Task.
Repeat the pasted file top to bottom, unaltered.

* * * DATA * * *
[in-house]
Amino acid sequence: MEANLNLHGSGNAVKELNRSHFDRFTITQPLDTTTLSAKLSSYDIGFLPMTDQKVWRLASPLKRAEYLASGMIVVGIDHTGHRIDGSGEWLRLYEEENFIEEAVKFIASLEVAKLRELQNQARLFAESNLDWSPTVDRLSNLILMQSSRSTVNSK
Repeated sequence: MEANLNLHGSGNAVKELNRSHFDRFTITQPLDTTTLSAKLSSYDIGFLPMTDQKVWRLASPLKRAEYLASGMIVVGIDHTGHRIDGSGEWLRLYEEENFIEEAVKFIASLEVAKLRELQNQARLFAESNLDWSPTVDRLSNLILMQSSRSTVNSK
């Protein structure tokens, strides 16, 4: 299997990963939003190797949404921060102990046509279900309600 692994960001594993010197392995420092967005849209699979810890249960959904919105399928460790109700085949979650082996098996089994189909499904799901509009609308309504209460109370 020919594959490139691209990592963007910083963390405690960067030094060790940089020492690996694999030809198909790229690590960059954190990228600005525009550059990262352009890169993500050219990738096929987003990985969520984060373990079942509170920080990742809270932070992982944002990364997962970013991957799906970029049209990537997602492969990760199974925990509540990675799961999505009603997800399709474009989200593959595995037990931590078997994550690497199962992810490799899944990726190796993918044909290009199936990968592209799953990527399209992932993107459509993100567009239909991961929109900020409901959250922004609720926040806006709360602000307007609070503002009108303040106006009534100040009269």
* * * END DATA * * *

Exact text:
[in-house]
Amino acid sequence: MEANLNLHGSGNAVKELNRSHFDRFTITQPLDTTTLSAKLSSYDIGFLPMTDQKVWRLASPLKRAEYLASGMIVVGIDHTGHRIDGSGEWLRLYEEENFIEEAVKFIASLEVAKLRELQNQARLFAESNLDWSPTVDRLSNLILMQSSRSTVNSK
Repeated sequence: MEANLNLHGSGNAVKELNRSHFDRFTITQPLDTTTLSAKLSSYDIGFLPMTDQKVWRLASPLKRAEYLASGMIVVGIDHTGHRIDGSGEWLRLYEEENFIEEAVKFIASLEVAKLRELQNQARLFAESNLDWSPTVDRLSNLILMQSSRSTVNSK
């Protein structure tokens, strides 16, 4: 299997990963939003190797949404921060102990046509279900309600 692994960001594993010197392995420092967005849209699979810890249960959904919105399928460790109700085949979650082996098996089994189909499904799901509009609308309504209460109370 020919594959490139691209990592963007910083963390405690960067030094060790940089020492690996694999030809198909790229690590960059954190990228600005525009550059990262352009890169993500050219990738096929987003990985969520984060373990079942509170920080990742809270932070992982944002990364997962970013991957799906970029049209990537997602492969990760199974925990509540990675799961999505009603997800399709474009989200593959595995037990931590078997994550690497199962992810490799899944990726190796993918044909290009199936990968592209799953990527399209992932993107459509993100567009239909991961929109900020409901959250922004609720926040806006709360602000307007609070503002009108303040106006009534100040009269």